For girls and boys bowling, Regionals will be conducted at eight sites – instead of the previous six – with each site qualifying to Finals its top two team finishers and the top seven singles for both girls and boys competitions. For the Team Bowling Finals, match play has been switched to a head-to-head, best-of-five Baker game format, whereas previously the format included regular games rolled by individual bowlers.
In girls gymnastics, an addition to criteria is expected to classify gymnasts more accurately as Division 1 (most skilled/experienced) or Division 2 for MHSAA Tournament individual competition. Athletes who have previously competed in a non-school event at either the Sapphire or Diamond Xcel levels would be required to compete at the Division 1 level for MHSAA postseason competition. These designations were added to other criteria used to determine an individual competitor’s division.
A change that led to much larger event fields at the Lower Peninsula Girls Swimming & Diving Finals this fall is expected to produce the same at the LP Boys Swimming & Diving Finals this winter. Beginning this season, qualifying times have been determined based on the past five years of MHSAA race data, but also accounting for past numbers of qualifiers in each swim race – which should, as with the girls, allow for more boys to advance to the Finals in events where fields have not been full over the previous five seasons.
Additionally, the Competitive Cheer Finals will return to its traditional Friday-Saturday schedule, March 1-2 at McGuirk Arena at Central Michigan University, with Division 1 on Friday and Divisions 2-4 on Saturday.
This regular season, wrestlers have two more opportunities to compete. Teams are allowed two more dual meets (between two teams only, not to be converted into three or four-team meets), bringing the total allowed days of competition to 16 with no more than eight of those allowed for tournament-type events where a wrestler competes more than twice.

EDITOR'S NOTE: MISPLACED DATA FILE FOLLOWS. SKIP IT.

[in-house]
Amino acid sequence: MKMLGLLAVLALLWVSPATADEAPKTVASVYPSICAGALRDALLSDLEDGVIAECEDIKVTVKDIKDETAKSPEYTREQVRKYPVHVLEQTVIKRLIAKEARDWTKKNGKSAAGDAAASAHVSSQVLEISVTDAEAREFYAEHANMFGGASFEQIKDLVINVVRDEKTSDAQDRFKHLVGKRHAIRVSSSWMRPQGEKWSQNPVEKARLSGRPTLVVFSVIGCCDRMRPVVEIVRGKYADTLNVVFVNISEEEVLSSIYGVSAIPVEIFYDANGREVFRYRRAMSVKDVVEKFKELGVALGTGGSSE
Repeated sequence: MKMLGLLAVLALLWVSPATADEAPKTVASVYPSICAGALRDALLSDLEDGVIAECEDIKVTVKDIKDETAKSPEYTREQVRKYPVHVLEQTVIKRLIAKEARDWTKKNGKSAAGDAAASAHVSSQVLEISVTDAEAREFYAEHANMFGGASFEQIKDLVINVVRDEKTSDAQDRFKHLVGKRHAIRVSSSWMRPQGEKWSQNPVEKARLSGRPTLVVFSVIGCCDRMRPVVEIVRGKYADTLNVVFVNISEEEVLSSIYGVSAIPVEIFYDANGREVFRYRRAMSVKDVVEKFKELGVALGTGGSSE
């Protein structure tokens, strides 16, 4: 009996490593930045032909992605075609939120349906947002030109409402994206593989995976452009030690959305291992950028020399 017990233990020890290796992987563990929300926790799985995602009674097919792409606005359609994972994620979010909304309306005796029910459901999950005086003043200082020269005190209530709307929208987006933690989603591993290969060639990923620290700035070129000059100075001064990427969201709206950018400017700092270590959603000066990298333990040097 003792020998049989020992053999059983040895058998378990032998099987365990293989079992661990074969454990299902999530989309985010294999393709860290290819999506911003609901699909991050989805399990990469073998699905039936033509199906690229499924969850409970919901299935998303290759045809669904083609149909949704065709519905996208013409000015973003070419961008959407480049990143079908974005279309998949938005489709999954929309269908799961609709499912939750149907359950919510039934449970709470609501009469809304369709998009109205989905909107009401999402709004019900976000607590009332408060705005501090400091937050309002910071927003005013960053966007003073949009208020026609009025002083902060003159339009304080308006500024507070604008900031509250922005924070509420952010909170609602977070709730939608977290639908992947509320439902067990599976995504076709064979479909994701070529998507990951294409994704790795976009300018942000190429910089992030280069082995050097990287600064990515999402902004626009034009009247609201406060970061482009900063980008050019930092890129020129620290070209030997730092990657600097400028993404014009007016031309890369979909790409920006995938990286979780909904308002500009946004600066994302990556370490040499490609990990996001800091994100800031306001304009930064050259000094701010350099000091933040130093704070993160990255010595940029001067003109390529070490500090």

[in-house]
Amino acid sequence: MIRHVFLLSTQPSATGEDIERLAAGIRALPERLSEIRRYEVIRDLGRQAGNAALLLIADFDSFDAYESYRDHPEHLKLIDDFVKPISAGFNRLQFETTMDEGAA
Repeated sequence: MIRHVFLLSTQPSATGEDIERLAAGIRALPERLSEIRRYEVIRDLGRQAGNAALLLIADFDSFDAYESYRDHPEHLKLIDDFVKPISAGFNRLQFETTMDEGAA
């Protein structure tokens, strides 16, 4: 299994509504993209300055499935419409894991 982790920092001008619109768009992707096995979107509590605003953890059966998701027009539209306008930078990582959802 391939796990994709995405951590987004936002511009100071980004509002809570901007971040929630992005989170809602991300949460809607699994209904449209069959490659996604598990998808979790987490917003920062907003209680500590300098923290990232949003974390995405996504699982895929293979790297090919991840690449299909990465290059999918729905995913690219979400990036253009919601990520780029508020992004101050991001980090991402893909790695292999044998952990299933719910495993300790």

At those tournament-type events, wrestlers may now compete in up to six matches on one day of competition (as opposed to the previous five matches per day) – but an athlete may not wrestle in more than 10 matches over two consecutive days.
An adjustment to the awarding of free throws in basketball is likely to be the most noticeable in-game change for any winter sport this season. One-and-one free throws have been eliminated, and fouls no longer will be totaled per half. Instead, fouls are totaled and reset every quarter, and two free throws are awarded with the fifth foul of each quarter.
The 2023-24 Winter campaign culminates with postseason tournaments, as the championship schedule begins with the Upper Peninsula Girls & Boys Swimming & Diving Finals on Feb. 17 and wraps up with the Girls Basketball Finals on March 23. Here is a complete list of winter tournament dates:
Districts – Feb. 26, 28, March 1
Regionals – March 5, 7
Quarterfinals – March 12
Semifinals – March 14-15
Finals – March 16
Districts – March 4, 6, 8
Regionals – March 11, 13
Quarterfinals – March 19
Semifinals – March 21-22
Finals – March 23
Regionals – Feb. 23-24
Finals – March 1-2
Districts – Feb. 16-17
Regionals – Feb. 24
Finals – March 1-2
Regionals – March 2
Finals – March 8-9
Regionals – Feb. 19-28
Quarterfinals – March 2
Semifinals – March 7-8
Finals – March 9
Regionals – Feb. 12-16
Finals – Feb. 26
Swimming & Diving
Upper Peninsula Girls/Boys Finals – Feb. 17
Lower Peninsula Boys Diving Regionals – Feb. 29
Lower Peninsula Boys Finals – March 8-9
Wrestling – Team
Districts – Feb. 7-8
Regionals – Feb. 14
Finals – Feb. 23-24
Wrestling – Individual
Districts – Feb. 10
Boys Regionals – Feb. 17
Girls Regionals – Feb. 18
Finals – March 1-2
The MHSAA is a private, not-for-profit corporation of voluntary membership by more than 1,500 public and private senior high schools and junior high/middle schools which exists to develop common rules for athletic eligibility and competition. No government funds or tax dollars support the MHSAA, which was the first such association nationally to not accept membership dues or tournament entry fees from schools. Member schools which enforce these rules are permitted to participate in MHSAA tournaments, which attract more than 1.4 million spectators each year.